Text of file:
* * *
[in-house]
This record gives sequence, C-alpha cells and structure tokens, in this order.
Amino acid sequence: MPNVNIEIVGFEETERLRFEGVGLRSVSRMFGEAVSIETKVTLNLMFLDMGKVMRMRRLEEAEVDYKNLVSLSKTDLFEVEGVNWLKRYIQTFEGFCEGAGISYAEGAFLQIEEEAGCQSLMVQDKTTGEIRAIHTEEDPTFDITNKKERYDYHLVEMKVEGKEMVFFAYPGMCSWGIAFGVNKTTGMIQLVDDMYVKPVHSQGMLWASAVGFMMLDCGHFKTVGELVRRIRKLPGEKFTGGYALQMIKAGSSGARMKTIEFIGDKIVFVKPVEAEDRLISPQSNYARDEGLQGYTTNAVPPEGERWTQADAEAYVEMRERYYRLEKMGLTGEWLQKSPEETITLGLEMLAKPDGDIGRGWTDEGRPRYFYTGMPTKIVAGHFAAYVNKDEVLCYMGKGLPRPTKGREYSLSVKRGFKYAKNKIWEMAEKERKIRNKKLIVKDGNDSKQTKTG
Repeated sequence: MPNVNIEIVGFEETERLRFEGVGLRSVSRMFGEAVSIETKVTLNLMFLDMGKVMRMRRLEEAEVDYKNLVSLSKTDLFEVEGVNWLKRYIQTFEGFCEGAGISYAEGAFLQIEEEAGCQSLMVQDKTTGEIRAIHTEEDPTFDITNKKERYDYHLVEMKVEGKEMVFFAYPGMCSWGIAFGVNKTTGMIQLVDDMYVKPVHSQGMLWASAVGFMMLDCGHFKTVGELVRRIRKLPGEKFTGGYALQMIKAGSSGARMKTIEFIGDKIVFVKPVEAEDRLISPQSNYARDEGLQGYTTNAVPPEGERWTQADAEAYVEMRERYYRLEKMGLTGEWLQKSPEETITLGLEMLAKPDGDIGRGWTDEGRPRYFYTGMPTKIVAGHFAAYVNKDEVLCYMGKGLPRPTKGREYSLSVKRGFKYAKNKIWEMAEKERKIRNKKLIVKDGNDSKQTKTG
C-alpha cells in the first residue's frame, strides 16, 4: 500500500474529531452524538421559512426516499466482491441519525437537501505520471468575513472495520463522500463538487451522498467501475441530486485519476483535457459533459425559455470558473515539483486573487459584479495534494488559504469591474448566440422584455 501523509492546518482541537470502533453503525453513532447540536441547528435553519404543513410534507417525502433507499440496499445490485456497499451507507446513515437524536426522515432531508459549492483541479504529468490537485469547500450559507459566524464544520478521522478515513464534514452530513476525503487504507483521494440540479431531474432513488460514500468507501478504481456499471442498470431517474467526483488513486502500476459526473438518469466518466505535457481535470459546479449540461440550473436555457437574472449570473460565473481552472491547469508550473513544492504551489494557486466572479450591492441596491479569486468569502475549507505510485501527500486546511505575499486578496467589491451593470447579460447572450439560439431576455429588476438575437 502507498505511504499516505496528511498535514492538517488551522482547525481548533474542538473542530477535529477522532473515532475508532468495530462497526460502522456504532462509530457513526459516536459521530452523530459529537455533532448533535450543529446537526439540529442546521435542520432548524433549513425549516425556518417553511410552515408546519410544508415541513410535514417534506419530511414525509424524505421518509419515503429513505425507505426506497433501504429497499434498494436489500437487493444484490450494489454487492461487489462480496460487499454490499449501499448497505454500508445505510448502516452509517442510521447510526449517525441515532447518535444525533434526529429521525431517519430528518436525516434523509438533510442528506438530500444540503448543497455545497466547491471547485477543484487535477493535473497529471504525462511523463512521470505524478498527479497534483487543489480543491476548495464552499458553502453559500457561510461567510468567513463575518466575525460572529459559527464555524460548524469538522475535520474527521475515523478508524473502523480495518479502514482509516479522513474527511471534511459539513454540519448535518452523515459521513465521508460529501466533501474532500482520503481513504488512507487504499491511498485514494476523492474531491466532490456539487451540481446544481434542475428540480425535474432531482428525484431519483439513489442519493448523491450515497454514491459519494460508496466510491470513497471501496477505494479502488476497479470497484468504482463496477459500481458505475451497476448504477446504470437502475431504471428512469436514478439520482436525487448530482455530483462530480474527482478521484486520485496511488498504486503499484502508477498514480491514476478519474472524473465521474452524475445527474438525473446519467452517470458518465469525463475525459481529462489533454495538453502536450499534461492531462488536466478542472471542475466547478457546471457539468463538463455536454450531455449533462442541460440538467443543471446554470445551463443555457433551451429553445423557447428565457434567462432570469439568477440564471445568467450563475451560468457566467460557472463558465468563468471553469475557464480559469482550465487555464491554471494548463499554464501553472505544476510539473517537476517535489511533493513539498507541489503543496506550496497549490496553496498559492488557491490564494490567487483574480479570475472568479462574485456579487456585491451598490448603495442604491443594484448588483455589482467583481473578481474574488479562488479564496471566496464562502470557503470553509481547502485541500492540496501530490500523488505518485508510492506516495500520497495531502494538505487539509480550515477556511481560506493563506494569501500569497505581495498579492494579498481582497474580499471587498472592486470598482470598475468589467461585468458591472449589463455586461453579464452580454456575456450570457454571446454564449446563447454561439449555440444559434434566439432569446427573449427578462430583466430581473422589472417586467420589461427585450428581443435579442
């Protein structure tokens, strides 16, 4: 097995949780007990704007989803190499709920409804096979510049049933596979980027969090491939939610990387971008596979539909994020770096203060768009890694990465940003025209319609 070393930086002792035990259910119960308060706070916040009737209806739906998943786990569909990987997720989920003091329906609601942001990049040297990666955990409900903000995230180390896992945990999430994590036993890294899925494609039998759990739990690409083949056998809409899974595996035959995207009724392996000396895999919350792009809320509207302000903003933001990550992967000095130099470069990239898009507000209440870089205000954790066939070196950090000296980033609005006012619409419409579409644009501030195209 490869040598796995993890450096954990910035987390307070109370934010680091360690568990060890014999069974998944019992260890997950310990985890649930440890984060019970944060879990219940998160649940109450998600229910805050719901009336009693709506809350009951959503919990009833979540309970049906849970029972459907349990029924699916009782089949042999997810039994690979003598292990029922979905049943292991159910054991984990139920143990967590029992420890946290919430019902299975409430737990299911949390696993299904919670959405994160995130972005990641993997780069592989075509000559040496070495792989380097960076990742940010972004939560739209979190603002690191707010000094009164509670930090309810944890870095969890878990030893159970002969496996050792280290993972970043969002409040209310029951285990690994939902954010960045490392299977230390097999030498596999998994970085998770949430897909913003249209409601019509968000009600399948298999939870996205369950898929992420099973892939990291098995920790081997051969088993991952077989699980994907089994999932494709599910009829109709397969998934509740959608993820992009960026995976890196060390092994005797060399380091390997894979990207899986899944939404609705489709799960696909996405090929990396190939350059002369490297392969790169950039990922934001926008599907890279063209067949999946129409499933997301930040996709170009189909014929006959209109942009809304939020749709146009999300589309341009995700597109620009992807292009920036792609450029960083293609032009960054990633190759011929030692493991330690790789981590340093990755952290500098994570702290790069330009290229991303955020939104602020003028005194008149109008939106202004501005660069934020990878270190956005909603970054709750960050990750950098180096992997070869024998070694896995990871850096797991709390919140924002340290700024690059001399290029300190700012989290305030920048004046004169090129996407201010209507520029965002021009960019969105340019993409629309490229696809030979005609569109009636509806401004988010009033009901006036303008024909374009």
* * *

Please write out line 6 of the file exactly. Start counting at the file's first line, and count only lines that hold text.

């Protein structure tokens, strides 16, 4: 097995949780007990704007989803190499709920409804096979510049049933596979980027969090491939939610990387971008596979539909994020770096203060768009890694990465940003025209319609 070393930086002792035990259910119960308060706070916040009737209806739906998943786990569909990987997720989920003091329906609601942001990049040297990666955990409900903000995230180390896992945990999430994590036993890294899925494609039998759990739990690409083949056998809409899974595996035959995207009724392996000396895999919350792009809320509207302000903003933001990550992967000095130099470069990239898009507000209440870089205000954790066939070196950090000296980033609005006012619409419409579409644009501030195209 490869040598796995993890450096954990910035987390307070109370934010680091360690568990060890014999069974998944019992260890997950310990985890649930440890984060019970944060879990219940998160649940109450998600229910805050719901009336009693709506809350009951959503919990009833979540309970049906849970029972459907349990029924699916009782089949042999997810039994690979003598292990029922979905049943292991159910054991984990139920143990967590029992420890946290919430019902299975409430737990299911949390696993299904919670959405994160995130972005990641993997780069592989075509000559040496070495792989380097960076990742940010972004939560739209979190603002690191707010000094009164509670930090309810944890870095969890878990030893159970002969496996050792280290993972970043969002409040209310029951285990690994939902954010960045490392299977230390097999030498596999998994970085998770949430897909913003249209409601019509968000009600399948298999939870996205369950898929992420099973892939990291098995920790081997051969088993991952077989699980994907089994999932494709599910009829109709397969998934509740959608993820992009960026995976890196060390092994005797060399380091390997894979990207899986899944939404609705489709799960696909996405090929990396190939350059002369490297392969790169950039990922934001926008599907890279063209067949999946129409499933997301930040996709170009189909014929006959209109942009809304939020749709146009999300589309341009995700597109620009992807292009920036792609450029960083293609032009960054990633190759011929030692493991330690790789981590340093990755952290500098994570702290790069330009290229991303955020939104602020003028005194008149109008939106202004501005660069934020990878270190956005909603970054709750960050990750950098180096992997070869024998070694896995990871850096797991709390919140924002340290700024690059001399290029300190700012989290305030920048004046004169090129996407201010209507520029965002021009960019969105340019993409629309490229696809030979005609569109009636509806401004988010009033009901006036303008024909374009």